09 July 2021 Vol 373, Issue 6551
ARPA-H: Accelerating biomedical breakthroughs
By Francis S. Collins, Tara A. Schwetz, Lawrence A. Tabak, Eric S. Lander
Science09 Jul 2021 : 165-167 Restricted Access
A DARPA-like culture at NIH can drive biomedical and health advances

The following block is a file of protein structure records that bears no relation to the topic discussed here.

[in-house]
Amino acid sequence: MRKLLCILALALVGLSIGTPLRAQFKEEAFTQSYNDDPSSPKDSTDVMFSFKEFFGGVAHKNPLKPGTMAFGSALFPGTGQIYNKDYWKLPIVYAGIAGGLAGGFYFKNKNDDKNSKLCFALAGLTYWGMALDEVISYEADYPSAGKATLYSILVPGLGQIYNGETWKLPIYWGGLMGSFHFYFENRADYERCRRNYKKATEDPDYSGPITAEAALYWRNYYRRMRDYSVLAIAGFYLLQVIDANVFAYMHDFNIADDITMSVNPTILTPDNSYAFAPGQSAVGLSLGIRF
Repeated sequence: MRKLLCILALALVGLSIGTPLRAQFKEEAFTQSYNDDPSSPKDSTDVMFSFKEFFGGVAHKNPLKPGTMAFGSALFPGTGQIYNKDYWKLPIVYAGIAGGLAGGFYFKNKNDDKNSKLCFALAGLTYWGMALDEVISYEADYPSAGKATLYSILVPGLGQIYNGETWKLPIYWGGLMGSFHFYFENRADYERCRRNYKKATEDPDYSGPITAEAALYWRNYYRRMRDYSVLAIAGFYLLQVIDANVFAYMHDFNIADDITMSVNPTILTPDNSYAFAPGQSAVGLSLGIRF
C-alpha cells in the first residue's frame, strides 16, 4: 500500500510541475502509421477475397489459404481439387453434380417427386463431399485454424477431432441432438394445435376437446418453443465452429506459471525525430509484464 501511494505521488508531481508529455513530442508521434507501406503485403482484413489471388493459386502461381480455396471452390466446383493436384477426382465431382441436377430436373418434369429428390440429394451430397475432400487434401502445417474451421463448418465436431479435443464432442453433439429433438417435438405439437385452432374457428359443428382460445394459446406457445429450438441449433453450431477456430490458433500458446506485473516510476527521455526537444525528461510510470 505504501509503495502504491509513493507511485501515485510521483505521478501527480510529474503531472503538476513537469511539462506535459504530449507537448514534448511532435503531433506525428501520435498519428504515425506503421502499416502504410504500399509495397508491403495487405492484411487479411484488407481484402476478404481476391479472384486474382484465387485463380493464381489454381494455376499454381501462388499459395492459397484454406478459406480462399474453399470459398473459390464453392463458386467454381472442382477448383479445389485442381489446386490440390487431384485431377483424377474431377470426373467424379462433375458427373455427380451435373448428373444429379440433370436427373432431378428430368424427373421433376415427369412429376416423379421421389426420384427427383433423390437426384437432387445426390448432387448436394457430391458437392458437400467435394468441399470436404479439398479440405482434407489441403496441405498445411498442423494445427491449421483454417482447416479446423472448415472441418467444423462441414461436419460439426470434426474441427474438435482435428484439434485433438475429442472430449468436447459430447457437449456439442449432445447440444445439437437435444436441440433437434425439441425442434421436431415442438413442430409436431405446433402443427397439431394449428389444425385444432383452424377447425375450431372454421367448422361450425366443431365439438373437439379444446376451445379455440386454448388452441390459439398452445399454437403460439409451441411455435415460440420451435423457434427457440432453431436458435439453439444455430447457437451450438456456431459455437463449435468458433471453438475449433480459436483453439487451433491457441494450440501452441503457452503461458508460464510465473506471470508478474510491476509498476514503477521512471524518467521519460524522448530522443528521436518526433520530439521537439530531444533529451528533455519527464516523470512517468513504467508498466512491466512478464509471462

The biomedical research ecosystem has delivered advances that not long ago would have been inconceivable, exemplified by highly effective COVID-19 vaccines developed by global partners and approved in less than a year. The United States stands at a moment of unprecedented scientific promise and is challenged to ask: What more can we do to accelerate the pace of breakthroughs to transform medicine and health? Toward that end, President Biden recently proposed to create a new entity, the Advanced Research Projects Agency for Health (ARPA-H), within the National Institutes of Health (NIH) “to develop breakthroughs—to prevent, detect, and treat diseases like Alzheimer’s, diabetes, and cancer,” requesting $6.5 billion in the fiscal year 2022 budget (1). The idea is inspired by the Defense Advanced Research Projects Agency (DARPA), which follows a flexible and nimble strategy, undeterred by the possibility of failure, and has driven breakthrough advances for the Department of Defense (DOD) for more than 60 years. To design ARPA-H, it is critical to understand what is working well within the biomedical ecosystem, where there are crucial gaps, and the key principles of DARPA’s success.